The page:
W3C home > Mailing lists > Public > w3c-rdfcore-wg@w3.org > January 2002

RE: TDL Model Theory

From: Jeremy Carroll <jjc@hplb.hpl.hp.com>
Date: Thu, 24 Jan 2002 14:50:59 -0000
To: "Graham Klyne" <Graham.Klyne@MIMEsweeper.com>
Cc: <w3c-rdfcore-wg@w3.org>
Message-ID: <JAEBJCLMIFLKLOJGMELDEENHCCAA.jjc@hplb.hpl.hp.com>
>
> I have a couple of comments/questions...

I'll try and answer.


>
> OK, they key idea here is that the denotation of a literal node is a
> <unicode-string,value> pair, rather than just a value, right?

Yes

>
> So the denotation of a node labeled with "10" and type-designated to be a
> decimal integer can never be exactly the same as a node the
> denotes just an
> integer value that is, say, the count of my fingers-and-thumbs, without
> regard for how it is lexically represented.   (I don't see this as a
> problem, but note that it seems like a departure from previous
> approaches.)

Yes, but such nodes don't exist in the models ... unlike S-A, (or the
original P), at least in the model theory all values (such as integers) are
always paired with a lexical representation.



>
> >The Interpretation of Datatype URIs
> >
> >If E is a uriref and the label of E=u(d) for some d in DT, then I(E) = d.
>
> Hmmm... it's just a nit (I think) but this implies that a uriref has a
> label.  Do you mean something like:  "If E is labelled with a uriref and
> the label of E=u(d) ..."

Yes that's fine I accept the nit.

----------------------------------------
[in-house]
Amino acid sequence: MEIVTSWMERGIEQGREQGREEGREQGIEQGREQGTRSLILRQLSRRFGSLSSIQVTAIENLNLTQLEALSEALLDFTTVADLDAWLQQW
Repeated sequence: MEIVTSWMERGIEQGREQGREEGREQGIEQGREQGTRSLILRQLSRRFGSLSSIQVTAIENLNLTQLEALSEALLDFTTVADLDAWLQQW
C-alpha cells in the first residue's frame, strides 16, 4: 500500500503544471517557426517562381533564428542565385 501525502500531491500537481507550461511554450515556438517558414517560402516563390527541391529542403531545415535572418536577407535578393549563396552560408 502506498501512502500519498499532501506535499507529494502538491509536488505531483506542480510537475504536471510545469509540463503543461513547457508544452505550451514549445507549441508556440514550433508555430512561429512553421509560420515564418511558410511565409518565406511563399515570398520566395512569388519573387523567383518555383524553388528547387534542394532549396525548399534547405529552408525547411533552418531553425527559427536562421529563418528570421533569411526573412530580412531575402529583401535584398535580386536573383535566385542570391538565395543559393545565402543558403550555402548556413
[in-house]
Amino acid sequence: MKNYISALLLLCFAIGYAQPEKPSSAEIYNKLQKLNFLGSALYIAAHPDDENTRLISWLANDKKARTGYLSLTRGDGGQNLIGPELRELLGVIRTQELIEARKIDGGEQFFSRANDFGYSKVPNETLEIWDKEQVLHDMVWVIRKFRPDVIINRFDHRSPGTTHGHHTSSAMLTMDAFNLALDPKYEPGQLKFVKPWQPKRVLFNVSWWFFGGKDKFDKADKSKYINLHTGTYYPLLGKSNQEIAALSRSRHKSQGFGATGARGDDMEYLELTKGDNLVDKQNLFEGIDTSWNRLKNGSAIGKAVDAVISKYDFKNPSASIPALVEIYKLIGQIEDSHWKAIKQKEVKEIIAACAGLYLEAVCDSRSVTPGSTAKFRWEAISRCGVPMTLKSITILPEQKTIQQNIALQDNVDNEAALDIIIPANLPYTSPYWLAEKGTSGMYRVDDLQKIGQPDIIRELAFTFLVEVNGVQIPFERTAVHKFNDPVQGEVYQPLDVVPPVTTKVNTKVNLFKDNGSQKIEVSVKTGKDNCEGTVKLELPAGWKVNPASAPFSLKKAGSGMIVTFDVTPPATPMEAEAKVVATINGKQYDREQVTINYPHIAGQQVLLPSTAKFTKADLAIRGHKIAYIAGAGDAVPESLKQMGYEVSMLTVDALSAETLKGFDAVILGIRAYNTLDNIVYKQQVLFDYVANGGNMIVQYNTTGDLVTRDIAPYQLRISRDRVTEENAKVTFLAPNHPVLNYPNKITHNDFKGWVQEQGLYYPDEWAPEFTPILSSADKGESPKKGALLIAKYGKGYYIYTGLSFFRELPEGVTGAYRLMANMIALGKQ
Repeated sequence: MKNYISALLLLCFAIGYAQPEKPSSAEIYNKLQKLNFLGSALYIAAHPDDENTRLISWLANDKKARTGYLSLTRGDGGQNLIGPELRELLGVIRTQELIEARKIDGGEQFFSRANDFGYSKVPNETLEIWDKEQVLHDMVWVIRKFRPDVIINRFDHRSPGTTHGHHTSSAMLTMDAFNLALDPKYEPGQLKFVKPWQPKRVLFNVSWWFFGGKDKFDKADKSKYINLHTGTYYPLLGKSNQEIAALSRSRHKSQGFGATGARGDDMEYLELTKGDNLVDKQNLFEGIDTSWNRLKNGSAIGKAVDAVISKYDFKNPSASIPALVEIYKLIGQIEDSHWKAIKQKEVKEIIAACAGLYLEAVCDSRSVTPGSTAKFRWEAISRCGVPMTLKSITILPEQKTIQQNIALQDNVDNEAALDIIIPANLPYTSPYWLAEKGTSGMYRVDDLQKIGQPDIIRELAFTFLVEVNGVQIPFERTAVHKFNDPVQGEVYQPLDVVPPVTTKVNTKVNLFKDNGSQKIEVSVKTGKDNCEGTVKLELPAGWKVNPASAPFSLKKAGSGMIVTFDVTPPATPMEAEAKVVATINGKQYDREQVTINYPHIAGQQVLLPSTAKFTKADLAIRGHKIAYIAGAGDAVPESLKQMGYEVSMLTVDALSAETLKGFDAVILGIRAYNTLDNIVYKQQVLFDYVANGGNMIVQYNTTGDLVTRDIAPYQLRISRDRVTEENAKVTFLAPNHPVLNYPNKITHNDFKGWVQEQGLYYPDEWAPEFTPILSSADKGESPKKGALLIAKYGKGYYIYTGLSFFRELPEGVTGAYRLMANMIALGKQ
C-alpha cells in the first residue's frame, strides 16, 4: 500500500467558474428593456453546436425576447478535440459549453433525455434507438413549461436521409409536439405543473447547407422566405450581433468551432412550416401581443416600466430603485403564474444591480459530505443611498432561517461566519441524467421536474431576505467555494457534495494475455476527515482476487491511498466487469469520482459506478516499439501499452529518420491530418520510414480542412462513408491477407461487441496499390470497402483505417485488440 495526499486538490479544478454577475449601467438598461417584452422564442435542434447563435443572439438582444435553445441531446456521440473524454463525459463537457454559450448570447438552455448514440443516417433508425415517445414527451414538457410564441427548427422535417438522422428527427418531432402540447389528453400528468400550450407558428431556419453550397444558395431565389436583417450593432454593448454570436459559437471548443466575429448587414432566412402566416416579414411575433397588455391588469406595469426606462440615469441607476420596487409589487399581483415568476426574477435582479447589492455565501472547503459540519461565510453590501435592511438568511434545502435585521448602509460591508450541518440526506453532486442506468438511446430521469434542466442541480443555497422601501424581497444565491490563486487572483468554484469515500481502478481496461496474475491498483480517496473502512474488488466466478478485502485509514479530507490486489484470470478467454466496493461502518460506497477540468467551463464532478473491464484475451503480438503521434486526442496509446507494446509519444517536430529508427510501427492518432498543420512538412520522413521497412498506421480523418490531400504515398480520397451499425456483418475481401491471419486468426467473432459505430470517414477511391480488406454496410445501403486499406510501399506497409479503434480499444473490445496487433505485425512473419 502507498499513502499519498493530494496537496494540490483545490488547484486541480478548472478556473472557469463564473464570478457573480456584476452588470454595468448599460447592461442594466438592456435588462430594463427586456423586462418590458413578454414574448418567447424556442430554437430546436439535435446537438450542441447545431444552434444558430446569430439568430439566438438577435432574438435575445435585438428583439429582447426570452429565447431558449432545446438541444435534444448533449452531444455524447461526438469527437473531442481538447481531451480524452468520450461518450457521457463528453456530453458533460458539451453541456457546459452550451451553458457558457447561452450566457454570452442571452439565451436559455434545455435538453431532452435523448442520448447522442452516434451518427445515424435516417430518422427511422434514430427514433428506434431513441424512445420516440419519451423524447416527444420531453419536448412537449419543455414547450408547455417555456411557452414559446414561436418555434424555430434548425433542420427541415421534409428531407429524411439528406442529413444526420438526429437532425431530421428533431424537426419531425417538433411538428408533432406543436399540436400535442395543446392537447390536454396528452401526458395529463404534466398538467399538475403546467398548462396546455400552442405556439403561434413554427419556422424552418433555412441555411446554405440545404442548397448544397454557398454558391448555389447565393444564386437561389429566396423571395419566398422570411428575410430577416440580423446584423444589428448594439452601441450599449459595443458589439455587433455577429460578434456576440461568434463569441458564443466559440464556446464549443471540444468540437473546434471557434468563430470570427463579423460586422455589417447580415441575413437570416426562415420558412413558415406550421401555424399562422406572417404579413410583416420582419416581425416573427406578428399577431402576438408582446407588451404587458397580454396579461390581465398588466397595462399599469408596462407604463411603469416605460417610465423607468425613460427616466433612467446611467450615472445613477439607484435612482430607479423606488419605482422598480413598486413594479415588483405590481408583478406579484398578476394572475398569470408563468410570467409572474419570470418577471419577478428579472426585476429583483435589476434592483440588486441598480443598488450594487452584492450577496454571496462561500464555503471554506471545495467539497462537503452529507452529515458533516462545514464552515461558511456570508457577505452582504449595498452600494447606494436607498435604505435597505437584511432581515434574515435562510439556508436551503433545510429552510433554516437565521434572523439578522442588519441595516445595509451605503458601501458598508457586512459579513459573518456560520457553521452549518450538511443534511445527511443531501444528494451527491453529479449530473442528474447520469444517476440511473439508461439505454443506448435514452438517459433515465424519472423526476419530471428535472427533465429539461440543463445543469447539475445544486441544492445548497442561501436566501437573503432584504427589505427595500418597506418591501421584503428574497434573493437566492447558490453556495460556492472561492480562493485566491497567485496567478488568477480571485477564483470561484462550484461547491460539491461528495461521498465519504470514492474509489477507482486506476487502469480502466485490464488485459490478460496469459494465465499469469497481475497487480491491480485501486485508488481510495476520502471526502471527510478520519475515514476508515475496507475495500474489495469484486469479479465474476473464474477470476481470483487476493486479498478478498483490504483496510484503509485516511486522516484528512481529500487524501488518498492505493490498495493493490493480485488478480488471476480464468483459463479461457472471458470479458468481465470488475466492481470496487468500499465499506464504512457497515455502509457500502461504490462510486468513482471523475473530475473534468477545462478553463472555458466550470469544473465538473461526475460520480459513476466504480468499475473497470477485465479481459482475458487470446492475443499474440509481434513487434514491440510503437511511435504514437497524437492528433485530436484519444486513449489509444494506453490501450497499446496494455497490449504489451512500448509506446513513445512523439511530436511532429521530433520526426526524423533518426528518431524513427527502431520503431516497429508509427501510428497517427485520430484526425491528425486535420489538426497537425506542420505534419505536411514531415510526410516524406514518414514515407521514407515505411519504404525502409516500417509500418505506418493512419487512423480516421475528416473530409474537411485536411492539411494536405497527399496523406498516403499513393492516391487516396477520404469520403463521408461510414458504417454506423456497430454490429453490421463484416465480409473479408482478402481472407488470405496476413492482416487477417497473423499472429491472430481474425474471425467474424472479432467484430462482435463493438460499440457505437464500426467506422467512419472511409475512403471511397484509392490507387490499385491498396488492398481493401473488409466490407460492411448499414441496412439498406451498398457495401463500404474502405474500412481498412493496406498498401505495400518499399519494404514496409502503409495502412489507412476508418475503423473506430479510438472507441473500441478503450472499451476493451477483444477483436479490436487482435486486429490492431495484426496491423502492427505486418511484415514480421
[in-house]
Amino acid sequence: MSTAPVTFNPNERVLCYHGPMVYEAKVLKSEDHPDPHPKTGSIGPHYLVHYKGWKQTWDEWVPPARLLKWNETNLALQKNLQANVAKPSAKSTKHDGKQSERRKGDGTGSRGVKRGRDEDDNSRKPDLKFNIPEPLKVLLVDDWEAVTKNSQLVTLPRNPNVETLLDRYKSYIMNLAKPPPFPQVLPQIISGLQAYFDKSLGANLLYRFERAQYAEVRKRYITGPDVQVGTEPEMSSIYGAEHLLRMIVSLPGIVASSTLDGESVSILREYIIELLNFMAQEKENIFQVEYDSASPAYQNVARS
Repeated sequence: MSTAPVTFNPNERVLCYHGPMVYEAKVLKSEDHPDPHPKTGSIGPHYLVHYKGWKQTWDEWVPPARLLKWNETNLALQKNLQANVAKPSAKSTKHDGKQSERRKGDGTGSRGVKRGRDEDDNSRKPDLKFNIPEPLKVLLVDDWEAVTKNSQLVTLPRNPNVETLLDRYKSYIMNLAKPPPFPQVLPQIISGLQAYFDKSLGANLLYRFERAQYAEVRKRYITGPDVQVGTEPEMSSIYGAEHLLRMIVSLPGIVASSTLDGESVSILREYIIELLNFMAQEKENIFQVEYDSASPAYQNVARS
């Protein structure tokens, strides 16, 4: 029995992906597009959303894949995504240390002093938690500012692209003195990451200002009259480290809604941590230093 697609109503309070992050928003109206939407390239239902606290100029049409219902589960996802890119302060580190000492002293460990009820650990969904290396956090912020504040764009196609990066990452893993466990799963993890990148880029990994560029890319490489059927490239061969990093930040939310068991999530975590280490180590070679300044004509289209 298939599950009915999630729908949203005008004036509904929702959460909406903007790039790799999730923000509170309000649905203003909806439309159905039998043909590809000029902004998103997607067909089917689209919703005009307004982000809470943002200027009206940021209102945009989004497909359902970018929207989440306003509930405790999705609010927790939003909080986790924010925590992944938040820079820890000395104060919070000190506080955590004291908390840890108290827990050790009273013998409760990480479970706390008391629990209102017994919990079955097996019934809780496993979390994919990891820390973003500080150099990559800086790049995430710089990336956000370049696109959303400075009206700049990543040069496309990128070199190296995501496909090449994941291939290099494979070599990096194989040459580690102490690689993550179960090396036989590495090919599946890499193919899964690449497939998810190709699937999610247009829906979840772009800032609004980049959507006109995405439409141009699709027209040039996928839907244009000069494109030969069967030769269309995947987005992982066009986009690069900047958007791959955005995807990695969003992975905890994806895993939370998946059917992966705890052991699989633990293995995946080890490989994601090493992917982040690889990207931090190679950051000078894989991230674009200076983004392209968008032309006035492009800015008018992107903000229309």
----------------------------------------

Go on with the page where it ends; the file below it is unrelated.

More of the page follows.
>
> >The Interpretation of Blank Nodes
> >The mapping A on blank nodes is unrestricted and a blank node can be
> >interpreted
> >as any object in the Universe (including literal-value pairs).
> >
> >The Interpretation of Asserted Triples
> >
> >The function IEXT is modified as follows:
> >IEXT maps the set of properties IP into the powerset of ( Universe x
> >Universe).
>
> If literals cannot be subjects, would this become a powerset of (IR x
> Universe)?

I want rdf:value as the identity which is why its Universe x Universe.

I am not suggesting literals as subjects in any serialization of RDF, but in
terms to the graph, and particularly taking the schema closure of a graph
literal as subjects is necessary in this approach. (Both the P & D idiom
really does seem to have literals as subject or type statements, just not
syntactically)


> Something thing that is bothering me about this is:  the
> interpretation of
> a Unicode node is stated in such a way that there may be several
> literal-value pairs that could be denoted.  Do you mean the
> interpretation
> in this case to be ambiguous?

Extremely. I am trying to delete the suggestion that xsd:string is the
default type.

If we support no types, or no type information is available for a particular
node labelled "foo", then that node can be interpreted as a pair <"foo", x >
for any x what so ever.

It's model theory not application semantics.



 Suppose that data types BinaryNumber and
> DecimalNumber are recognized, then a node labelled "10" can denote:
>     <BinaryNumber,2>
>     <DecimalNumber,10>
>
>

"10" without type information could also just be the string, or maybe
there's its of some type we haven't thought of yet. So in the pair < "10", x
> an application is only really going to find the "10" helpful in this case,
since the x is free.


> Also, how does the change to rdf:type work for data types that
> don't have a
> defined lexical form?  E.g. consider the format used by RDFWeb for
> describing people:
>
>    _:gk rdf:type  foaf:Person .
>    _:gk foaf:name "Graham Klyne" .
>    _:gk foaf:mbox <mailto:GK@ninebynine.org> .
>    (etc...)
>
> There is no defined lexical form that universally denotes me, the
> person.  So what is the denotation of the thing labelled _:gk ?

Pass for now.

>
Jeremy

>
Received on Thursday, 24 January 2002 09:51:01 EST

This archive was generated by hypermail pre-2.1.9 : Wednesday, 3 September 2003 09:43:58 EDT